US 5655489 A
The invention relates to an acoustically uncoupled valve cover for internal combustion engines with a flexible plastic seal as seal material and connecting elements with disc springs which acoustically uncouple the valve cover from the engine housing.
1. An acoustically uncoupled valve cover for internal combustion engines on the basis of a plastic or a metal as a cover material with a flexible plastic seal as a seal material and one or more connecting elements to fix the valve cover to an engine housing, the fixing elements are underlaid with disc springs which transmit the initial tension of the fixing elements to the valve cover the disc springs have a horizontal characteristic curve gradient in the force/spring excursion characteristic curve at the operating point and in which the disc springs are guided in a seat of the valve cover.
2. A valve cover according to claim 1, characterized in that a thermoplastic or aluminum, magnesium, steel or titanium is used as the cover material.
3. A valve cover according to claim 1, characterized in that the cover material is glass-fibre-reinforced polyamide.
4. A valve cover according to claim 1, characterized in that screws which have an additional bearing surface are used as fixing elements.
5. A valve cover according to claim 1, characterized in that the seat of the valve cover has an additional bearing surface to guide the disc springs.
6. A valve cover according to claim 1, characterized in that silicone with low Shore hardness is used as the seal material for the valve cover seal.
The construction in FIG. 2 shows an example of a central screw connection. The valve cover 1 is connected to the engine housing 2 located beneath it by means of a fixing screw 4 with a disc spring 5 underneath it. The sealing of the valve cover 1 with the aid of the seal 3, can be achieved by using the customary temperature-resistant seal materials. In this case, silicone seals, such as Bayer's Silopren LSR 2030, in particular have proved to be advantageous acoustic uncoupling elements because of the low Shore hardness values that can be achieved.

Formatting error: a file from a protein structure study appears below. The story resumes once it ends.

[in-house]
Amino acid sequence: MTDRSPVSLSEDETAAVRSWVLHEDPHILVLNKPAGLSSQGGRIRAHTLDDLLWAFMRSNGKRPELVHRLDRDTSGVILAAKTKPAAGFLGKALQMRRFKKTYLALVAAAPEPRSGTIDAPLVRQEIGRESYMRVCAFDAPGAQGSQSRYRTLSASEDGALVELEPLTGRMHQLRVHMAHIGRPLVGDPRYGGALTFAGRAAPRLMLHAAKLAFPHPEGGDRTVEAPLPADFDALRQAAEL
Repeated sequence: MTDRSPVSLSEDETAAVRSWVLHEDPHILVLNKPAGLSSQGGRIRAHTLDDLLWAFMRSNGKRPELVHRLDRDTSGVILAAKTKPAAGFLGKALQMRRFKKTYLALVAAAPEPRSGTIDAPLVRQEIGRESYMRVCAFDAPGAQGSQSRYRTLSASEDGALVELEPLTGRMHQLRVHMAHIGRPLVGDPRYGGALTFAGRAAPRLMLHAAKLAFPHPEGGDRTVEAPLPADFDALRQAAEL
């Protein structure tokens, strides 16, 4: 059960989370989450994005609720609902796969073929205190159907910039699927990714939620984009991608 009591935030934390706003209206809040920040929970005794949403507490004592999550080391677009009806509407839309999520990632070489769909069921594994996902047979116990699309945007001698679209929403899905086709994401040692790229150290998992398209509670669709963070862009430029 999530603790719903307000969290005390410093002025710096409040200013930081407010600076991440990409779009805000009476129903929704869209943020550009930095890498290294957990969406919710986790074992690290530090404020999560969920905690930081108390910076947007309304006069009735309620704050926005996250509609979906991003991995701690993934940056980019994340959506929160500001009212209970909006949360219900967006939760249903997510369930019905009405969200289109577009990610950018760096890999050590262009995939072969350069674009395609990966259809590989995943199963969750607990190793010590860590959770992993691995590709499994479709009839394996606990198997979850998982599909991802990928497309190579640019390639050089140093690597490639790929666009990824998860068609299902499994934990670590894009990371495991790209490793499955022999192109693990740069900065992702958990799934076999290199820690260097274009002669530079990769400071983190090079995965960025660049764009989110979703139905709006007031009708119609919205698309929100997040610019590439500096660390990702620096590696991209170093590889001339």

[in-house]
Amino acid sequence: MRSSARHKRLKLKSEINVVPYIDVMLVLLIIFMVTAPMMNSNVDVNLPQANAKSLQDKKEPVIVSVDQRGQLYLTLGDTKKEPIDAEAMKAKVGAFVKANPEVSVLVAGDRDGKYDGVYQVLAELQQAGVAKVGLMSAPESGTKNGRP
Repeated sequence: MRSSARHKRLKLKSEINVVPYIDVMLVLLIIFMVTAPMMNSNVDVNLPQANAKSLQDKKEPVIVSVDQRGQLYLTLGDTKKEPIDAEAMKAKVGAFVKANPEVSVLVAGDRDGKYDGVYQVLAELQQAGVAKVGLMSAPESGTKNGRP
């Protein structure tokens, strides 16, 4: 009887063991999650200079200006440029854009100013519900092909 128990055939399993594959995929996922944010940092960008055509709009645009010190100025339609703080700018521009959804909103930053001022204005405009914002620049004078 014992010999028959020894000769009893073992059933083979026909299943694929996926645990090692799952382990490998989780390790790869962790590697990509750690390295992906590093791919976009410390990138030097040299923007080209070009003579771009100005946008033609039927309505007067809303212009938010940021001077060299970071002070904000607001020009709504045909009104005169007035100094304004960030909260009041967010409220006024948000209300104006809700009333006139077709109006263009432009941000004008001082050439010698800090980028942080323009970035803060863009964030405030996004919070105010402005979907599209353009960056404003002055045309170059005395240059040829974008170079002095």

In a variant shown in FIG. 2, the fixing screw 4 can have a small shoulder 8 at the top end of the screw shank in order to prevent a premature application of the disc spring on the underside of the screw head. Correspondingly a bearing surface 7 can also be provided in the disc spring seat 6 of the valve cover. Any additional sealing diaphragm 9 which may be used can prevent oil leakage in the region of the fixing elements.
If standard screws are used the internal diameter of the disc springs can also be configured according to the detail in FIG. 3.
Independently of the embodiment shown in FIG. 2, other methods of fixing valve covers, e.g. flange screw connections, can also be provided according to the invention. In the case of flange screw connection the cost advantage compared with known valve covers is increased because of the larger number of fixing elements required. A further effect of the central screw connection that is illustrated is that the temperature dependence of the initial tension, which is otherwise unavoidable because of the different coefficients of expansion between the plastic (of the valve cover) and the cast iron and/or aluminium (of the engine housing), is eliminated.
The invention will be described in greater detail below by way of example, with the aid of the drawings, in which:
FIG. 1 shows a diagrammatic spring force/initial tension graph of a disc spring,
FIG. 2 shows a sectional drawing of the valve cover according to the invention,
FIG. 3 shows a preferred disc spring form when standard screws are used.
The invention relates to an acoustically uncoupled valve cover for internal combustion engines on the basis of plastic or metal as cover material with a flexible plastic seal as seal material and connecting elements with disc springs which acoustically uncouple the valve cover from the engine housing.
Valve covers cover the camshafts of internal combustion engines. The connection to the cylinder head is usually sealed off with a seal on the underside of the cover. This seal is pre-loaded by means of fixing screws on the cylinder head in order to apply the surface pressure required to seal the connection between valve cover and cylinder head.